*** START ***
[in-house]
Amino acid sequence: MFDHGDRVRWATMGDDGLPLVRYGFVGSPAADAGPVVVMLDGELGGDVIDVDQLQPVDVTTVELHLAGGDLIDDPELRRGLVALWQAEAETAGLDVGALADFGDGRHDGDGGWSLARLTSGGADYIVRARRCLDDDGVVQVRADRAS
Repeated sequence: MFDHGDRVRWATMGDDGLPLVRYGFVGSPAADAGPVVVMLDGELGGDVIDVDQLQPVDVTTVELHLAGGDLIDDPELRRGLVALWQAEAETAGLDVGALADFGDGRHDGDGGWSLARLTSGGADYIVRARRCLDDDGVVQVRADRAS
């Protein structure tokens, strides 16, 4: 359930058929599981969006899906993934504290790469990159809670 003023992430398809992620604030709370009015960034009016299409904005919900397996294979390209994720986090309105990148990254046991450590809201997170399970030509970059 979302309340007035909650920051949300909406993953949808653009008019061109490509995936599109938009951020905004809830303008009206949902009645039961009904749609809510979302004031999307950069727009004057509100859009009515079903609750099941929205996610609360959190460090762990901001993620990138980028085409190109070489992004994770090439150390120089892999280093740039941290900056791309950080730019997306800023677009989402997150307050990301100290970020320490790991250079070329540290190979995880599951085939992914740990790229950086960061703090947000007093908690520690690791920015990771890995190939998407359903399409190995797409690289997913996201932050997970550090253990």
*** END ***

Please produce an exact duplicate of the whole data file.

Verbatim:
[in-house]
Amino acid sequence: MFDHGDRVRWATMGDDGLPLVRYGFVGSPAADAGPVVVMLDGELGGDVIDVDQLQPVDVTTVELHLAGGDLIDDPELRRGLVALWQAEAETAGLDVGALADFGDGRHDGDGGWSLARLTSGGADYIVRARRCLDDDGVVQVRADRAS
Repeated sequence: MFDHGDRVRWATMGDDGLPLVRYGFVGSPAADAGPVVVMLDGELGGDVIDVDQLQPVDVTTVELHLAGGDLIDDPELRRGLVALWQAEAETAGLDVGALADFGDGRHDGDGGWSLARLTSGGADYIVRARRCLDDDGVVQVRADRAS
């Protein structure tokens, strides 16, 4: 359930058929599981969006899906993934504290790469990159809670 003023992430398809992620604030709370009015960034009016299409904005919900397996294979390209994720986090309105990148990254046991450590809201997170399970030509970059 979302309340007035909650920051949300909406993953949808653009008019061109490509995936599109938009951020905004809830303008009206949902009645039961009904749609809510979302004031999307950069727009004057509100859009009515079903609750099941929205996610609360959190460090762990901001993620990138980028085409190109070489992004994770090439150390120089892999280093740039941290900056791309950080730019997306800023677009989402997150307050990301100290970020320490790991250079070329540290190979995880599951085939992914740990790229950086960061703090947000007093908690520690690791920015990771890995190939998407359903399409190995797409690289997913996201932050997970550090253990």